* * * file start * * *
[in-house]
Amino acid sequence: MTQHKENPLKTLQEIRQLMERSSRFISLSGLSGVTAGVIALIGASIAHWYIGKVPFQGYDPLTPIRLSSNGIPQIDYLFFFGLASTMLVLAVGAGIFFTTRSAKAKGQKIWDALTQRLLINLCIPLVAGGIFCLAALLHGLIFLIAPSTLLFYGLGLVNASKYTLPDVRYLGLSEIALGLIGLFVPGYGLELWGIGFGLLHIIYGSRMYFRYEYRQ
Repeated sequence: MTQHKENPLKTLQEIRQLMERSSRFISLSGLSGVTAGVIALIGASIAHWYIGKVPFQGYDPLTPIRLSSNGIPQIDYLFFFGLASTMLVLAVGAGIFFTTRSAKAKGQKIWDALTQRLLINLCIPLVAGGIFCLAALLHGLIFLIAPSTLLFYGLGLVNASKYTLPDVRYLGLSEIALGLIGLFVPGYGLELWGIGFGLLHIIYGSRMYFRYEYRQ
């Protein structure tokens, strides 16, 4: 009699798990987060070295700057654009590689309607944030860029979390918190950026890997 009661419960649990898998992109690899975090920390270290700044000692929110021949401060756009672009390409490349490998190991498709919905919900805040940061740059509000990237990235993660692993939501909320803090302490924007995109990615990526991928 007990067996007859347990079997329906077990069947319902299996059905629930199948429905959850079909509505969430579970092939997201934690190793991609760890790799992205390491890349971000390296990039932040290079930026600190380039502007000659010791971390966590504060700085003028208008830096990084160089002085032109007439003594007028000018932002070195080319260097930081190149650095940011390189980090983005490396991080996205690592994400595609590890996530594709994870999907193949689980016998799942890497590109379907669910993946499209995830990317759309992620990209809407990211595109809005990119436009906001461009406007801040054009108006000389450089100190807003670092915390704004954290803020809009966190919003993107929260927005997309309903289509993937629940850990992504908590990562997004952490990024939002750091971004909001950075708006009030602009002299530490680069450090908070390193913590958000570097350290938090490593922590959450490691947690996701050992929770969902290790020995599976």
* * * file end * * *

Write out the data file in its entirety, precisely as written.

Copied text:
[in-house]
Amino acid sequence: MTQHKENPLKTLQEIRQLMERSSRFISLSGLSGVTAGVIALIGASIAHWYIGKVPFQGYDPLTPIRLSSNGIPQIDYLFFFGLASTMLVLAVGAGIFFTTRSAKAKGQKIWDALTQRLLINLCIPLVAGGIFCLAALLHGLIFLIAPSTLLFYGLGLVNASKYTLPDVRYLGLSEIALGLIGLFVPGYGLELWGIGFGLLHIIYGSRMYFRYEYRQ
Repeated sequence: MTQHKENPLKTLQEIRQLMERSSRFISLSGLSGVTAGVIALIGASIAHWYIGKVPFQGYDPLTPIRLSSNGIPQIDYLFFFGLASTMLVLAVGAGIFFTTRSAKAKGQKIWDALTQRLLINLCIPLVAGGIFCLAALLHGLIFLIAPSTLLFYGLGLVNASKYTLPDVRYLGLSEIALGLIGLFVPGYGLELWGIGFGLLHIIYGSRMYFRYEYRQ
């Protein structure tokens, strides 16, 4: 009699798990987060070295700057654009590689309607944030860029979390918190950026890997 009661419960649990898998992109690899975090920390270290700044000692929110021949401060756009672009390409490349490998190991498709919905919900805040940061740059509000990237990235993660692993939501909320803090302490924007995109990615990526991928 007990067996007859347990079997329906077990069947319902299996059905629930199948429905959850079909509505969430579970092939997201934690190793991609760890790799992205390491890349971000390296990039932040290079930026600190380039502007000659010791971390966590504060700085003028208008830096990084160089002085032109007439003594007028000018932002070195080319260097930081190149650095940011390189980090983005490396991080996205690592994400595609590890996530594709994870999907193949689980016998799942890497590109379907669910993946499209995830990317759309992620990209809407990211595109809005990119436009906001461009406007801040054009108006000389450089100190807003670092915390704004954290803020809009966190919003993107929260927005997309309903289509993937629940850990992504908590990562997004952490990024939002750091971004909001950075708006009030602009002299530490680069450090908070390193913590958000570097350290938090490593922590959450490691947690996701050992929770969902290790020995599976």